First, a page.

• ChopperST
    • By ChopperST 17th Oct 16, 9:52 AM
    • 1,035 Posts
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    ChopperST
    • #5
    • 17th Oct 16, 9:52 AM
    • #5
    • 17th Oct 16, 9:52 AM
    Sorry for the hijack.

    Where is the most reliable information for individual countries market cap?
    • AnotherJoe
    • By AnotherJoe 17th Oct 16, 10:30 AM
    • 4,114 Posts
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    AnotherJoe
    • #6
    • 17th Oct 16, 10:30 AM
    • #6
    • 17th Oct 16, 10:30 AM
    Sorry for the hijack.

    Where is the most reliable information for individual countries market cap?
    Originally posted by ChopperST
    I bet you arent. How difficult is it to just post a new question. Why not do that?
    • AnotherJoe
    • By AnotherJoe 17th Oct 16, 10:36 AM
    • 4,114 Posts
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    AnotherJoe
    • #7
    • 17th Oct 16, 10:36 AM
    • #7
    • 17th Oct 16, 10:36 AM
    I am interested in the idea of global index tracker funds and started with the idea that one global tracker fund would be a total answer - but now I am not so sure.

    I consider that the weightings used between markets for both the MCSI & FTSE world indexes are unhelpful - both have a strange weighting with excessive US exposure.
    Originally posted by Chris75
    If you disagree* then you can create your own with with just two funds, one global, and one global ex-US, in whatever proportion you deem corrects the "excessive" US holdings of the global, or one US only and one global ex US.


    * How did you arrive at your definition of "excessive"?
    • Linton
    • By Linton 17th Oct 16, 11:25 AM
    • 6,935 Posts
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    Linton
    • #8
    • 17th Oct 16, 11:25 AM
    • #8
    • 17th Oct 16, 11:25 AM
    Up to date and conveniently presented data on world capitalisation is difficult to fund. You could look here. It shows US at approx 40%,Asia at 33% and Europe at 19.5% (of which the UK is 4.7%). Unfortunately it doesnt state the date for which the data applies, however given the Asian% it would seem to be relatively recently.

    The MSCI World Index is for countries deemed to be "developed" which much of Asia including China and India isn't. The FTSE All world index isnt truly all world either as it only covers large and mid cap companies. Whether these omissions fully account for the differences between the % actual market capitalisations given in the economic data and the % allocations in the index funds I dont know.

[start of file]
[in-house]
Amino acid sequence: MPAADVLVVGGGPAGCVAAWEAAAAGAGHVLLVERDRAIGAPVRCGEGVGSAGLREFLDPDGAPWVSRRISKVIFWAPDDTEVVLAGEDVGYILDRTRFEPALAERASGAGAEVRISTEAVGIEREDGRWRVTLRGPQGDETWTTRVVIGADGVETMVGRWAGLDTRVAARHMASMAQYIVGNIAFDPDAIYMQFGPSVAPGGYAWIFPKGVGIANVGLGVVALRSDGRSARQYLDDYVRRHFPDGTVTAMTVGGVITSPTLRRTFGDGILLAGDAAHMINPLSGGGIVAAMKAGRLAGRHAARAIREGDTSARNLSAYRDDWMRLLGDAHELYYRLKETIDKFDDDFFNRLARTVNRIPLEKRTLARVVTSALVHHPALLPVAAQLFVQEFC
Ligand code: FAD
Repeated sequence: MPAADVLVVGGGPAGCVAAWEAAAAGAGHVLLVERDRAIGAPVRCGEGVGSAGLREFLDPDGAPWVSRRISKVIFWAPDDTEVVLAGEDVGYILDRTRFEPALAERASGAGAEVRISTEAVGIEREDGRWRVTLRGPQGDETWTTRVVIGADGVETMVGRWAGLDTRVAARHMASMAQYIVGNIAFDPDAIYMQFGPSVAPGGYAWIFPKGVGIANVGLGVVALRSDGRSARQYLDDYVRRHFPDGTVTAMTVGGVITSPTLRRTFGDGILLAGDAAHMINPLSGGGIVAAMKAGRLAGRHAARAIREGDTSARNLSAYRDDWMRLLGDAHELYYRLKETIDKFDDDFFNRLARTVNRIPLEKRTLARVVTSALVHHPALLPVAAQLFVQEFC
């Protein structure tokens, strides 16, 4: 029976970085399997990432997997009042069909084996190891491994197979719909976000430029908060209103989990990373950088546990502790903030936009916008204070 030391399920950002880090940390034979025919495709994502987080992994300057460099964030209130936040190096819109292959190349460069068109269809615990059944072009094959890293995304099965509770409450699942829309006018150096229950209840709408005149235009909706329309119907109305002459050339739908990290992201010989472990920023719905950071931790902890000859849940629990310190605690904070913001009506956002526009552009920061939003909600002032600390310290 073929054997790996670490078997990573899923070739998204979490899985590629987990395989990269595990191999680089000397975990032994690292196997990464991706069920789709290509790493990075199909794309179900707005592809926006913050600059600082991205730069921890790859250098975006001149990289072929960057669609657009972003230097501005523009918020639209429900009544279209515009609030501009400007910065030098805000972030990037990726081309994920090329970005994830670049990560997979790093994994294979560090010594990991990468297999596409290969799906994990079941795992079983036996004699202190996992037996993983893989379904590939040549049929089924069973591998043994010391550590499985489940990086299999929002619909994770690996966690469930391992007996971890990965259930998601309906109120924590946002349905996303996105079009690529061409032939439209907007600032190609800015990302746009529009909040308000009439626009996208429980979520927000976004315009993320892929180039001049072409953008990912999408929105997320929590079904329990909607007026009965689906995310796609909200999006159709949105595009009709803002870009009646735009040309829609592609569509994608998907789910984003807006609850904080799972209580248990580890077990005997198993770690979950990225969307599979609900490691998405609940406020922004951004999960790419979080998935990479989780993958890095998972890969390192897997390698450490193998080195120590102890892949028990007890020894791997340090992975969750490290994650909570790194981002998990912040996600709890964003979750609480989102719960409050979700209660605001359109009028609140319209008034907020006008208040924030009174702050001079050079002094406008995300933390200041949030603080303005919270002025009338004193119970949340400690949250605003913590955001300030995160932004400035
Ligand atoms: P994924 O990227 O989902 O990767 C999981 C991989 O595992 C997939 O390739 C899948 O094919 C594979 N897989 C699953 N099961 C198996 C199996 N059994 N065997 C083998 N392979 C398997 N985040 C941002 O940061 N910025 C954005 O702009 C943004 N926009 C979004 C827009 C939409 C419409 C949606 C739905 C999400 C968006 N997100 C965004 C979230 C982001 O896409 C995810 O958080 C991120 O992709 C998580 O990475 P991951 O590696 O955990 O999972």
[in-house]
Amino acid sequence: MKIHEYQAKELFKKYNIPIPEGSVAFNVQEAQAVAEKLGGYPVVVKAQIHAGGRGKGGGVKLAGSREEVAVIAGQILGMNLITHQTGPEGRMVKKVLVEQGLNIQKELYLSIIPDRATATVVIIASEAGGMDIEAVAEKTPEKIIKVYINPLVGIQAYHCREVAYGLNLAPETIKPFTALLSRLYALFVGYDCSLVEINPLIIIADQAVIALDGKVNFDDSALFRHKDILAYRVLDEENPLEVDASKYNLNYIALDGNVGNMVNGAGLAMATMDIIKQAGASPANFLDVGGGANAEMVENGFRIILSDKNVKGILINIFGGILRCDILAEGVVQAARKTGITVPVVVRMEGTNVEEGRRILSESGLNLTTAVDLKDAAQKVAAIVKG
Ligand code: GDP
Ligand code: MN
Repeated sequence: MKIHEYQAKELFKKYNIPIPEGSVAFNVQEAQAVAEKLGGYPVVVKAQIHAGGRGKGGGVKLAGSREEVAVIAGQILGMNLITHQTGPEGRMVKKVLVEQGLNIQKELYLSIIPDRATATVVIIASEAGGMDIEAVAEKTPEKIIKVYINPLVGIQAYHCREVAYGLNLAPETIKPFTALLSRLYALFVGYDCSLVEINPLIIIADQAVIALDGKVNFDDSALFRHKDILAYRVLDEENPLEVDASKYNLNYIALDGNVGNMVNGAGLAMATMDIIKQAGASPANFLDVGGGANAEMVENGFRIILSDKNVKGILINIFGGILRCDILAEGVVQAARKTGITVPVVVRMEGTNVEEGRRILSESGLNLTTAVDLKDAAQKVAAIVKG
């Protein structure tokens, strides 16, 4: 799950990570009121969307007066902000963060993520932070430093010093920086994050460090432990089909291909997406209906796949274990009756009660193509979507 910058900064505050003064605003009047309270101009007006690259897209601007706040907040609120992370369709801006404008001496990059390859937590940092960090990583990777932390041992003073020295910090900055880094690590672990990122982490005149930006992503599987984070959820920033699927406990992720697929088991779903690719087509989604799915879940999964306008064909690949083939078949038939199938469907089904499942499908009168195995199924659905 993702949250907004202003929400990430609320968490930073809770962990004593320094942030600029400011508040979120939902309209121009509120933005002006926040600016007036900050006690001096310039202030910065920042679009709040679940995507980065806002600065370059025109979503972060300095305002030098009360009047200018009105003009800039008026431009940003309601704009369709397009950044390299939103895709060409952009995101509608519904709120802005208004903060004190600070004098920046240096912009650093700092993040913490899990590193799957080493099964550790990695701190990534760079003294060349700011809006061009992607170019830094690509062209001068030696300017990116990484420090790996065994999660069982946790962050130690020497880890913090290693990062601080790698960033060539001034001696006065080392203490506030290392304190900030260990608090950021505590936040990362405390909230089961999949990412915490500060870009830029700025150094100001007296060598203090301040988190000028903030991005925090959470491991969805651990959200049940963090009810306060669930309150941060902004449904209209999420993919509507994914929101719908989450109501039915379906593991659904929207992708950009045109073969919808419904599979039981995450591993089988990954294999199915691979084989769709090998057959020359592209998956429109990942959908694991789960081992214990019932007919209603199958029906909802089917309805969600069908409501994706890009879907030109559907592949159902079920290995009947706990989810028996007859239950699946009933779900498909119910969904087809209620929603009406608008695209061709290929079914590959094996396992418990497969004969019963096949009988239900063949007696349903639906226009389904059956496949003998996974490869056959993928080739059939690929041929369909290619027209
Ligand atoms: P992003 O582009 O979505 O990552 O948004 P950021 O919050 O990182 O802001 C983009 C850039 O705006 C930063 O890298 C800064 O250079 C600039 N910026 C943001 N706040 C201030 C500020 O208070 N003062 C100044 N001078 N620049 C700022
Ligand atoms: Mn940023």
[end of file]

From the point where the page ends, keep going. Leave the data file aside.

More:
Last edited by Linton; 17-10-2016 at 11:28 AM.
    • ChopperST
    • By ChopperST 17th Oct 16, 2:19 PM
    • 1,035 Posts
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    ChopperST
    • #9
    • 17th Oct 16, 2:19 PM
    • #9
    • 17th Oct 16, 2:19 PM
    Thanks as always for the informative reply Linton.

    @ anotherjoe my question is directly related to the OPs and the discussion on this thread so what's the point in clogging up the forum with another identical thread, there's so much duplication already?
    • _CC_
    • By _CC_ 17th Oct 16, 2:49 PM
    • 213 Posts
    • 186 Thanks
    _CC_
    Unfortunately it doesnt state the date for which the data applies, however given the Asian% it would seem to be relatively recently.
    Originally posted by Linton
    "Our information in this data visualization comes from the World Federation of Exchanges monthly report from November 2015"
    • AnotherJoe
    • By AnotherJoe 17th Oct 16, 5:49 PM
    • 4,114 Posts
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    AnotherJoe
    Thanks as always for the informative reply Linton.